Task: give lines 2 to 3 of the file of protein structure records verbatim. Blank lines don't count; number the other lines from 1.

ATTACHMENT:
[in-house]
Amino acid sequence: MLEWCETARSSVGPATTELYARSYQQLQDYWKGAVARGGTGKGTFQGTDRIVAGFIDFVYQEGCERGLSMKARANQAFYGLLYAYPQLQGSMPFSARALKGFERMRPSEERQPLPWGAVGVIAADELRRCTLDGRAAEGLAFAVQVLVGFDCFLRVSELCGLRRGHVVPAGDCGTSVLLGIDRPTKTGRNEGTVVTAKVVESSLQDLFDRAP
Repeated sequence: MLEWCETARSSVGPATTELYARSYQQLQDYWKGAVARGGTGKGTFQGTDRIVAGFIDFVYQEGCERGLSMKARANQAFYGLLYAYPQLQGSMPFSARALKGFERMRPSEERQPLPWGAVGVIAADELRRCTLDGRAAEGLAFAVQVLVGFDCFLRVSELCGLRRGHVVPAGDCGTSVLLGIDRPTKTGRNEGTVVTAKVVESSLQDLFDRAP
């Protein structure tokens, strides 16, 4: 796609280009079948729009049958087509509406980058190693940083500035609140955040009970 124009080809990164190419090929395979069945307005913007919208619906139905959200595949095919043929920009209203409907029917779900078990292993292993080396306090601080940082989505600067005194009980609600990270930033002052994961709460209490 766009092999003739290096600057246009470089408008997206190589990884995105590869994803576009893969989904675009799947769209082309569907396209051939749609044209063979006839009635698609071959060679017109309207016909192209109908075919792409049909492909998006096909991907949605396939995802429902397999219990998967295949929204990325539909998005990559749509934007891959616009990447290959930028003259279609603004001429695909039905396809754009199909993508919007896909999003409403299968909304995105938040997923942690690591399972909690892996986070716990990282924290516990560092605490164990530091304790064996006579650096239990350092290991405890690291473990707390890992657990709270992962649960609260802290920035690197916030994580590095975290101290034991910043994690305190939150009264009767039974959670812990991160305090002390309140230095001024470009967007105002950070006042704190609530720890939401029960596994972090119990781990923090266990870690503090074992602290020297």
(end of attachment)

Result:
Amino acid sequence: MLEWCETARSSVGPATTELYARSYQQLQDYWKGAVARGGTGKGTFQGTDRIVAGFIDFVYQEGCERGLSMKARANQAFYGLLYAYPQLQGSMPFSARALKGFERMRPSEERQPLPWGAVGVIAADELRRCTLDGRAAEGLAFAVQVLVGFDCFLRVSELCGLRRGHVVPAGDCGTSVLLGIDRPTKTGRNEGTVVTAKVVESSLQDLFDRAP
Repeated sequence: MLEWCETARSSVGPATTELYARSYQQLQDYWKGAVARGGTGKGTFQGTDRIVAGFIDFVYQEGCERGLSMKARANQAFYGLLYAYPQLQGSMPFSARALKGFERMRPSEERQPLPWGAVGVIAADELRRCTLDGRAAEGLAFAVQVLVGFDCFLRVSELCGLRRGHVVPAGDCGTSVLLGIDRPTKTGRNEGTVVTAKVVESSLQDLFDRAP